Developmental Population Neuroscience

It is the greatest challenge to open up the black-box of human brain from a perspective of population neuroscience. My long-term goal is to understand the developmental complexity of human brain as a connectome (i.e., the comprehensive high-dimensional description of the brain network, the entirety of brain connection). I use integrative neuroimaging and computational modeling methods with cognitive experiments to explore developmental connectomics, seeking knowledge that will translate into a better life style and education settings as well as diagnosis/treatment for patients. I expect that this can be achieved by establishing normative models of the brain changes across the human lifespan, and further transferring into a new stage of developmental cognitive neuroscience, namely, developmental population neuroscience.

Research summary - Discovery human neuroscience

The human brain is highly dynamic across the lifespan. The emerging network neuroscience framework together with brain imaging techniques provide unprecedented opportunities to delineate the dynamics of brain function across the lifespan. In the past decade (2010-2020), my research has mainly focused on the lifespan connectomics of the human brain by using a safe in-vivo neuroimaging method (i.e., resting-state functional magnetic resonance imaging, rfMRI) to 1) systematically evaluated the test-retest reliability for common measurements in functional connectomics derived with the spontaneous brain activity, 2) model lifespan age-related changes of human brain networks, and 3) establish open resources for reproducible brain mapping research. These works are paving the way for developing neuroimaging biomarkers of both typical and atypical brain development as well as achieving better understanding of neurobiological basis of individual differences in cognition and behavior across the lifespan.

Measurement theory of individual differences

Measurement reliability is essential for studying individual differences in human brain function, especially clinical and neurodevelopmental as well as studies of aging. In theory, reliability serves as an upper limit of validity and is measurable in practice while validity is more difficult to measure directly (e.g., specific trait and disease) thus often approximated by predictive validity. Therefore, high reliability is a required standard for both research and clinical use (e.g., clinical measurement scales need an almost prefect reliability, ICC>0.8 or >0.75). This reflects clinical call of measurements with high inter-individual differences (easily differentiating individuals) and low intra-individual differences (high individual stability across measuring occasions). It is even more crucial that lack of reliability can be an important cause of less statistical power, low reproducibility, puzzlingly high correlations, and unnecessarily large samples. I focus my research on the following questions: Are the functional connectomic measurements reliable? How the reliability of these measurements can be improved? I lead a deep resource of the Brain Consortium for Reproducibility, Replicability and Reliability (3R-BRAIN) for the research agenda of measurement theory abovementioned.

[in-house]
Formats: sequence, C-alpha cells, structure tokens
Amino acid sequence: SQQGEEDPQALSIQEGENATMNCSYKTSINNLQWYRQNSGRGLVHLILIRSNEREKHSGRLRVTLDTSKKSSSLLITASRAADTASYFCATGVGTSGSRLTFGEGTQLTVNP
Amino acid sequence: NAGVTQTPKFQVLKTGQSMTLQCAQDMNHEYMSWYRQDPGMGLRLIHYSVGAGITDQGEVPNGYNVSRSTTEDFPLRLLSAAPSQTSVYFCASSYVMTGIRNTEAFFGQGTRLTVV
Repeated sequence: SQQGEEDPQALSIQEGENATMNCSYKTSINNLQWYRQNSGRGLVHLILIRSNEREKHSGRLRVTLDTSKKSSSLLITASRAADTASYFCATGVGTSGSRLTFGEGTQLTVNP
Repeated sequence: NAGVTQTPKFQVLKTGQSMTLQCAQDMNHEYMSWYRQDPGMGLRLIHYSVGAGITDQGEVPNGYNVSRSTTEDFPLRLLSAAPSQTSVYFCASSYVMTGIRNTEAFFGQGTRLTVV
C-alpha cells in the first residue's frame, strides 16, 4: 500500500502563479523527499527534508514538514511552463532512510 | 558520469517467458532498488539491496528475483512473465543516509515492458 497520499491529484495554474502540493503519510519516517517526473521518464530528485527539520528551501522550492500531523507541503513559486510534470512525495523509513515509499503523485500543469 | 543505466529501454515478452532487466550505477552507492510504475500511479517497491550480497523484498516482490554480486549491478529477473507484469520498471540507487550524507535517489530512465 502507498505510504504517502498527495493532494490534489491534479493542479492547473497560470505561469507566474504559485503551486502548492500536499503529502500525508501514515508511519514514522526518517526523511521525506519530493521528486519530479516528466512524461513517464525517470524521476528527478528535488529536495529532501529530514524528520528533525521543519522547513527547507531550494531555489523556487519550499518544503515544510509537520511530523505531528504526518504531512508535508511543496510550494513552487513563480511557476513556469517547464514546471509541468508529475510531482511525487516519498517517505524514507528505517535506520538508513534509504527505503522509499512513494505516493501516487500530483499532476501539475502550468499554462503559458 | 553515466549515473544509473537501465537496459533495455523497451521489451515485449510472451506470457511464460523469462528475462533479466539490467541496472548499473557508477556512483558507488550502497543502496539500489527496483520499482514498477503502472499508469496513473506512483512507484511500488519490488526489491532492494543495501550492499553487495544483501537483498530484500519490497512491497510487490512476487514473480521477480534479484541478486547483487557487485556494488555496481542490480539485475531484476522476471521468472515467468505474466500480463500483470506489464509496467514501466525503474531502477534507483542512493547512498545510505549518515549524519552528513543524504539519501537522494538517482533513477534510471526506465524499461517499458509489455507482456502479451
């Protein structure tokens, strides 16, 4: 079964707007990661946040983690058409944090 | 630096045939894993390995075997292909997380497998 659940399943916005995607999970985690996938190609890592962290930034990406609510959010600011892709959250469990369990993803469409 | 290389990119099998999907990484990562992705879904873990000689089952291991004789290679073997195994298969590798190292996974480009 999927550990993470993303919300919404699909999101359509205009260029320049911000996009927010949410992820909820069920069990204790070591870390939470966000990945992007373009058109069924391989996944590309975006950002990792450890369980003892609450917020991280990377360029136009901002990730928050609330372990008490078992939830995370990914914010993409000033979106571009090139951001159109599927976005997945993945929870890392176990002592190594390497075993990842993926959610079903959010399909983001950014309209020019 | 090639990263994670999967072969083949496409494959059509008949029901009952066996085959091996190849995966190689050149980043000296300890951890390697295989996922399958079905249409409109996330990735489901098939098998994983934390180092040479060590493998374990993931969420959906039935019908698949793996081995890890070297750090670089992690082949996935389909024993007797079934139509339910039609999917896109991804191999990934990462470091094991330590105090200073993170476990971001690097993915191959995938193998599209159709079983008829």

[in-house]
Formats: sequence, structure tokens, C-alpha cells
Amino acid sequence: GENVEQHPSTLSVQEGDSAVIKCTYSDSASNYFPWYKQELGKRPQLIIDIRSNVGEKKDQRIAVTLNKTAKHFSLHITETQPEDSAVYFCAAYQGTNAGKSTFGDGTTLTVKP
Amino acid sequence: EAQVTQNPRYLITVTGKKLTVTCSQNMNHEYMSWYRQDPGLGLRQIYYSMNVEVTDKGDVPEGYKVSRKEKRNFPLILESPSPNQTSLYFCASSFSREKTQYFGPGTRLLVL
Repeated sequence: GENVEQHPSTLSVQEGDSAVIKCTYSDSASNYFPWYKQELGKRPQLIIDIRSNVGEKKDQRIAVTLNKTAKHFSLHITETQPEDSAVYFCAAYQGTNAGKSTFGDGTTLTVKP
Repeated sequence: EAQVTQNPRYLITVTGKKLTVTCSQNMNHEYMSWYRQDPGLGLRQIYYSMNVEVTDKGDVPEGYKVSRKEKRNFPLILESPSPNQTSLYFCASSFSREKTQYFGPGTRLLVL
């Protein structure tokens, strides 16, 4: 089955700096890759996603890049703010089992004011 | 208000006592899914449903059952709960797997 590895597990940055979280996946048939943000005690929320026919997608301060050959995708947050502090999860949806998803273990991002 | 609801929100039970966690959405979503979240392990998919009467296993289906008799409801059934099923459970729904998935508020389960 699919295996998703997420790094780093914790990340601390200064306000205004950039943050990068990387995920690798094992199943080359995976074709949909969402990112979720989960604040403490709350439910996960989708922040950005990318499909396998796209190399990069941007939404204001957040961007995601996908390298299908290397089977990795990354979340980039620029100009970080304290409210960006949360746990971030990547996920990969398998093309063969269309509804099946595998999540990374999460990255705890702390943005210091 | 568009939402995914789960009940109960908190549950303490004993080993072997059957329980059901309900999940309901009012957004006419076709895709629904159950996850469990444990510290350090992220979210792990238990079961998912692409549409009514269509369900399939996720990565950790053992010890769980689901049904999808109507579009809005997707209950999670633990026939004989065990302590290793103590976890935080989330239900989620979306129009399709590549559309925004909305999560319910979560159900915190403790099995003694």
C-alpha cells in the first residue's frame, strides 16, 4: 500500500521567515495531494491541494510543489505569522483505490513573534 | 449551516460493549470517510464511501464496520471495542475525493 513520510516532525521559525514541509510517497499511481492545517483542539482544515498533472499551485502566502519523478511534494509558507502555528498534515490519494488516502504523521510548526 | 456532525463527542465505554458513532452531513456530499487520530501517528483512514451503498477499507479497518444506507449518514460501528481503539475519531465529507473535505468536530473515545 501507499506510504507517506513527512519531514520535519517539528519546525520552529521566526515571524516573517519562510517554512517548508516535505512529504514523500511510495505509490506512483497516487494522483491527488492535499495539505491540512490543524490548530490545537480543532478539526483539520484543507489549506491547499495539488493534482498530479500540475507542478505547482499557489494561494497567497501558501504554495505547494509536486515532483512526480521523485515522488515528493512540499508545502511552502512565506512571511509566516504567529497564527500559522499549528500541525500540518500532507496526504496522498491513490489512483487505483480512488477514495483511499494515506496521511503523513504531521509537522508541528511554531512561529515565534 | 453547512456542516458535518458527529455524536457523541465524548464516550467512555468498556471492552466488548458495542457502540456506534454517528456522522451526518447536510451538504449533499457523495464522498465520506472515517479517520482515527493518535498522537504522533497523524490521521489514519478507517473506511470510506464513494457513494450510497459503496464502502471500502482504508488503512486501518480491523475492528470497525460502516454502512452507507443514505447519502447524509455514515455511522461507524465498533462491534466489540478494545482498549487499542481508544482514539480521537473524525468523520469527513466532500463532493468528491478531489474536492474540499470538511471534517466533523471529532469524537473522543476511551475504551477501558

Lifespan of human brain connectome

The human connectomics across the life span aims to decipherring the lifespan development of human cognition and its brain-wide associations. Connectomics has enhanced our understanding of neurocognitive development and decline by the integration of network sciences into studies across different stages of the human life span. Highly reliable brain networks measurements motivated me to employ them for detecting the lifespan trajectories of human connectomes. We propose a generative framework for computationally modeling the connectome over the human life span. This framework regressing on the real brain imaging data highlights that across the life span, the human connectome gradually shifts from an ‘anatomically driven’ organization to one that is more ‘topological’ (see a connectivity gradient shift). It inspires the future research roadmap of the translational human connectomics leveraging a similar paradigm on the lifespan charts of human brain morphology.

Open resources for human brain mapping

A fundamental need for human brain mapping is to develop an efficient, robust, reliable and easy-to-use pipeline to mine big neuroimaging data. I developed a computational pipeline for discovery science of human brain connectomes at the macroscale with MRI technologies, the Connectome Computation System (CCS). CCS is designed with a three-level hierarchical structure that includes data cleaning and preprocessing, individual connectome mapping and connectome mining, and knowledge discovery. Several functional modules are embedded into this hierarchy to implement quality control procedures, reliability analysis and connectome visualization. I demonstrated the utility of CCS for delineating the normative trajectories of large-scale neural networks across the life span (6-85 years of age) by leveraging GAMLSS. Beyond the computational platforms, I also lead or contribute to several large-scale neuroscience efforts in China including 1) the Consortium for Reliability and Reproducibility (CoRR), 2) the Chinese Color Nest Project (CCNP), 3) the Brain Consortium for Reproducibility, Replicability and Reliability (3R-BRAIN), 4) the Chinese Imaging Genetics study (CHIMGEN), 5) the Chinese Human Connectome Project (CHCP) and 6) the Depression Imaging Research Consortium (DIRECT).